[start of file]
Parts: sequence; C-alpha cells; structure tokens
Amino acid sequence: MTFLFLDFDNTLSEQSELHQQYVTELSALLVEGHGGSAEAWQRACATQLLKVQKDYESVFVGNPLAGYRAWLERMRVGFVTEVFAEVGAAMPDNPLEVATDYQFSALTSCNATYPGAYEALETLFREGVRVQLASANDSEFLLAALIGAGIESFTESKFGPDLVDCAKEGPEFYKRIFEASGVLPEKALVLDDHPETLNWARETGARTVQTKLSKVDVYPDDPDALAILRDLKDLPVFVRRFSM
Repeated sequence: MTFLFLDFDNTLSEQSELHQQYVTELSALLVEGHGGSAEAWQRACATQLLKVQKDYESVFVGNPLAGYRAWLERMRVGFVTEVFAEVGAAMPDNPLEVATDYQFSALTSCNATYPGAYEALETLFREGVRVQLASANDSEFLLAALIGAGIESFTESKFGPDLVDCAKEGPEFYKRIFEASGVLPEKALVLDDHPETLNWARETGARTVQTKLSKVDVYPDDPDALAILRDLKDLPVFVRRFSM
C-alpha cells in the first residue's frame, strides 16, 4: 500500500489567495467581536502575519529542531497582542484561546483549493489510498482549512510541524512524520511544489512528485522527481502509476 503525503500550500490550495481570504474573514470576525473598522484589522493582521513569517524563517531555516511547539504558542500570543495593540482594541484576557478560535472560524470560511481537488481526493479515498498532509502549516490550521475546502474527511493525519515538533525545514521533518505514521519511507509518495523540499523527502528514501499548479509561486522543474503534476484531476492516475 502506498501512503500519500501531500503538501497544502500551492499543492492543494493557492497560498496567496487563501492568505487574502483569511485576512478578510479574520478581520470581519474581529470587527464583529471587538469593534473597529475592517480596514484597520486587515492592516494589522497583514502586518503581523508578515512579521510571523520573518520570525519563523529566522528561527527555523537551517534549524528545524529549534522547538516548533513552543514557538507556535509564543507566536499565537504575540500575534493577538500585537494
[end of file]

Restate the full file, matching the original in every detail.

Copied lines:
Parts: sequence; C-alpha cells; structure tokens
Amino acid sequence: MTFLFLDFDNTLSEQSELHQQYVTELSALLVEGHGGSAEAWQRACATQLLKVQKDYESVFVGNPLAGYRAWLERMRVGFVTEVFAEVGAAMPDNPLEVATDYQFSALTSCNATYPGAYEALETLFREGVRVQLASANDSEFLLAALIGAGIESFTESKFGPDLVDCAKEGPEFYKRIFEASGVLPEKALVLDDHPETLNWARETGARTVQTKLSKVDVYPDDPDALAILRDLKDLPVFVRRFSM
Repeated sequence: MTFLFLDFDNTLSEQSELHQQYVTELSALLVEGHGGSAEAWQRACATQLLKVQKDYESVFVGNPLAGYRAWLERMRVGFVTEVFAEVGAAMPDNPLEVATDYQFSALTSCNATYPGAYEALETLFREGVRVQLASANDSEFLLAALIGAGIESFTESKFGPDLVDCAKEGPEFYKRIFEASGVLPEKALVLDDHPETLNWARETGARTVQTKLSKVDVYPDDPDALAILRDLKDLPVFVRRFSM
C-alpha cells in the first residue's frame, strides 16, 4: 500500500489567495467581536502575519529542531497582542484561546483549493489510498482549512510541524512524520511544489512528485522527481502509476 503525503500550500490550495481570504474573514470576525473598522484589522493582521513569517524563517531555516511547539504558542500570543495593540482594541484576557478560535472560524470560511481537488481526493479515498498532509502549516490550521475546502474527511493525519515538533525545514521533518505514521519511507509518495523540499523527502528514501499548479509561486522543474503534476484531476492516475 502506498501512503500519500501531500503538501497544502500551492499543492492543494493557492497560498496567496487563501492568505487574502483569511485576512478578510479574520478581520470581519474581529470587527464583529471587538469593534473597529475592517480596514484597520486587515492592516494589522497583514502586518503581523508578515512579521510571523520573518520570525519563523529566522528561527527555523537551517534549524528545524529549534522547538516548533513552543514557538507556535509564543507566536499565537504575540500575534493577538500585537494